xscreensaver-command: no screensaver is running on display :0.0 Xlib: connection to ":0.0" refused by server Xlib: Client is not authorized to connect to Server xscreensaver: Can't open display: :0 xscreensaver: initial effective uid/gid was root/root (0/0) xscreensaver: running as nobody/nobody (99/99) rm: cannot remove `/root/.gnome//gmc-aoiM8A': No such file or directory subshell.c: couldn't get terminal settings: Inappropriate ioctl for device
[Heather] When you shut down X numerous things will lose their server connections. If the xscreensaver stuff is happening during startup of X you probably have to fix your .Xauthority or something.
rm not being able to remove absent files, that's not a bug, it's just being noisy.
Usually apps that use ioctls recover from ioctl glitches, since ioctls are so "close to the bare metal" they behave differently on a lot of systems.
4./ When I start a ppp session via ifup ppp0 I get the following
command not found but then I kicks in anyhow & dials up without problem.
Wish I could fix that strange one
[Heather] Your chatscript probably tells it to run an apps which is not installed on your system. The ppp documentation is hug, but most of the control files are plain text under /etc/ppp or /etc/chatscripts
5./ I think snort is a great program but it still throws some false alarms I constantly see info I don't need to like the following
[Heather] Well, I don't use snort so I can't explain its stuff.
Then the like of this error
Mar 27 01:15:20 echelon pam_console: can't find device or X11 socket to examine for 1.
Can you suggest a book that gets away from the obvious within Linux & helps with questions that aren't as common like the last one for example..
[Heather] X however, uses a special breed of networking internal to your box, called "UNIX domain sockets". So that's the kind of socket it's talking about looking for. What sort of examination it wanted to do I still can't say.
[Heather] Hope that helped. There are lots of Linux books, but I'm used to recommending towards a less technical crowd. Some linux-y things you were asking about above are not very linux specific, so good UNIX books can help too.
Jim Dennis wrote a nice book "Linux System Administration" from New Riders, but it's more an explanation of planning and things to do in being a daily sysadmin, not "how to read syslogs". Mr. Sobell's "Hands On Linux" is good for getting people to swimming level in the Linux icy seas, but again, it's more about doing things, and less about logs reading.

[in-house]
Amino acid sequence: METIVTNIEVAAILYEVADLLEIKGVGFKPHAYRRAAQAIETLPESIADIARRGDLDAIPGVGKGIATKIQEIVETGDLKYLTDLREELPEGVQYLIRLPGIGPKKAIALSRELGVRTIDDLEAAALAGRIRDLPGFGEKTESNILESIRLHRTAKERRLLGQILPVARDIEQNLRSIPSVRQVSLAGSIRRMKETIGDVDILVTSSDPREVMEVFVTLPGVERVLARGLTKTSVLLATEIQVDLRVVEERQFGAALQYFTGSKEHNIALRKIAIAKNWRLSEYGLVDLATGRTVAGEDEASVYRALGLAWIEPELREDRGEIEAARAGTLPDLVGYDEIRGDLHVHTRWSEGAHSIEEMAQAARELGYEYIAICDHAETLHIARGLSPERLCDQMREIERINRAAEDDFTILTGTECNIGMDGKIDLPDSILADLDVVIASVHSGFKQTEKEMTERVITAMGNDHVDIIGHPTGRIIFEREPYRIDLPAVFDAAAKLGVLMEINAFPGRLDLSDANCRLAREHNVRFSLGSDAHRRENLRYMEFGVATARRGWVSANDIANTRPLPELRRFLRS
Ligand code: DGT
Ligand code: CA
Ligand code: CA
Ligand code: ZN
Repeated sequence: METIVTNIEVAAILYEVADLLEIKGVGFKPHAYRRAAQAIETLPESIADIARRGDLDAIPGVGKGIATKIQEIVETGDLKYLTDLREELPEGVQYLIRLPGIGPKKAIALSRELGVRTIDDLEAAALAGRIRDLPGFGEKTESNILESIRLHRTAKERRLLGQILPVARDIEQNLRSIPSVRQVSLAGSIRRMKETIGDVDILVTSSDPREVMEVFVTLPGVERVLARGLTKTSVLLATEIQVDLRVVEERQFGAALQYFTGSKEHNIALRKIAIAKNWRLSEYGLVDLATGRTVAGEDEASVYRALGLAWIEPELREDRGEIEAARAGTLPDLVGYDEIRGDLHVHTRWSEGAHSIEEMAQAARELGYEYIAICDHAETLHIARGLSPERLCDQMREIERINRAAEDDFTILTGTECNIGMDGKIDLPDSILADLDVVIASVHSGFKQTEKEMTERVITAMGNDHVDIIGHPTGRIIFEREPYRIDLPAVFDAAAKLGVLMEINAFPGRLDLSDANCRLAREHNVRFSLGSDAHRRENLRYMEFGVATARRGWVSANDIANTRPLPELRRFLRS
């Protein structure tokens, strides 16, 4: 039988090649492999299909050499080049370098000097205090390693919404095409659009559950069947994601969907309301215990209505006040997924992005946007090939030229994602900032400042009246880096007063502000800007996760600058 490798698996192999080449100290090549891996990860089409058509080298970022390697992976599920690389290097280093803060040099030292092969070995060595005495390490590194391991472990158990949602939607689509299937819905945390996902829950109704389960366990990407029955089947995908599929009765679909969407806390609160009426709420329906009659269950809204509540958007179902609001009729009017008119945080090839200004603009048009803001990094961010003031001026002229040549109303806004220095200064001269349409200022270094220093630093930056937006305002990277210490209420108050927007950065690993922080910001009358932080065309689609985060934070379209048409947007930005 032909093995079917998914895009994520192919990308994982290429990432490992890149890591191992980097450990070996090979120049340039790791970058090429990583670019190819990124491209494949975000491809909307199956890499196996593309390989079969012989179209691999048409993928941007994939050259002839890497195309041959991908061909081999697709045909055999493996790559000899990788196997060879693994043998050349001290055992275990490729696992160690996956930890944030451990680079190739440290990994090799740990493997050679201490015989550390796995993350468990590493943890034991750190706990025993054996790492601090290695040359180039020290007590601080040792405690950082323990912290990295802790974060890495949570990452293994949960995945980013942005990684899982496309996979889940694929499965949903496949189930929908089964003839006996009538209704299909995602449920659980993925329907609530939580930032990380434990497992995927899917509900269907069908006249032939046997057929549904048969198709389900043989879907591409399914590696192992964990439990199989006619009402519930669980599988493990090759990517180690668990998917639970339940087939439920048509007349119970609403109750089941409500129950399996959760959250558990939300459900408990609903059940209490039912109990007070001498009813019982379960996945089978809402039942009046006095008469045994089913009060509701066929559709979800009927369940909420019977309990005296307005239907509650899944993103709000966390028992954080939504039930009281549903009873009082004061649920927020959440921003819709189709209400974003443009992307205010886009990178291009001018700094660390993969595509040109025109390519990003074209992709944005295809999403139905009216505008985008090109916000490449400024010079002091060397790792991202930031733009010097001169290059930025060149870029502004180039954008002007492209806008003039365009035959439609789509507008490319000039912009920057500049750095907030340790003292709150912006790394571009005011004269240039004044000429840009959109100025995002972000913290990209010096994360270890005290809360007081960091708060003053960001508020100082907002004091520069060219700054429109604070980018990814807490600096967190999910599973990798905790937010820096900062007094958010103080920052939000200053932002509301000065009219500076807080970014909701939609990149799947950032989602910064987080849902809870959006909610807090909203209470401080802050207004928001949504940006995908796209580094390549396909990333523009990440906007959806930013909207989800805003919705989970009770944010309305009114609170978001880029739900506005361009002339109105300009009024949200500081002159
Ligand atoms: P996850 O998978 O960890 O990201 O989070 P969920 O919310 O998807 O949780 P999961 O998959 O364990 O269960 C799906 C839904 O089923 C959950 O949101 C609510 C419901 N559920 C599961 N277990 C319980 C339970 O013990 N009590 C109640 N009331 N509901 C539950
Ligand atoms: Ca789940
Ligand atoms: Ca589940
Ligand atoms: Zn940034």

Not that I'm trying to discourgae you! If more sysadmins cared a bit what the messages their logs contain really mean, I think many systems would be healthier. I just don't know a book that's the kind of reference you're thinking of.
Wow you were right on the money with these kernel errors. I have just added a removable harddrive to this computer so i'll look into the jumper setting..Thanx
The one i'm not to sure about though is the sendmail part. My permisions for lets say my account/user directory is as follows
drwxr-xr-x 28 andrew users 4096 Mar 29 12:52 andrew
What permissions would you suggest here & for my other users ???
[Heather] Your home directory looks okay, maybe you should see if any directories further up the chain are world writable.
The really security conscious person might have one group per user, and reserve use of the group named "users" that contains normal accounts, for things for all the people to use, so that they can avoid world writable directories at all. Unfortunately directories and files can only belong to one group at a time. And it's a little odd to make your home world readable too, but not uncommon, and in a private system, not so much of a big deal.
Just a quick message to again say thankyou very much for your prompt email reply. Un fortunately my friends & collegues are more windows based so i cant call on to many people for help when Linux hiccups..
Being able to ask people like you these strange types of questions help sooo much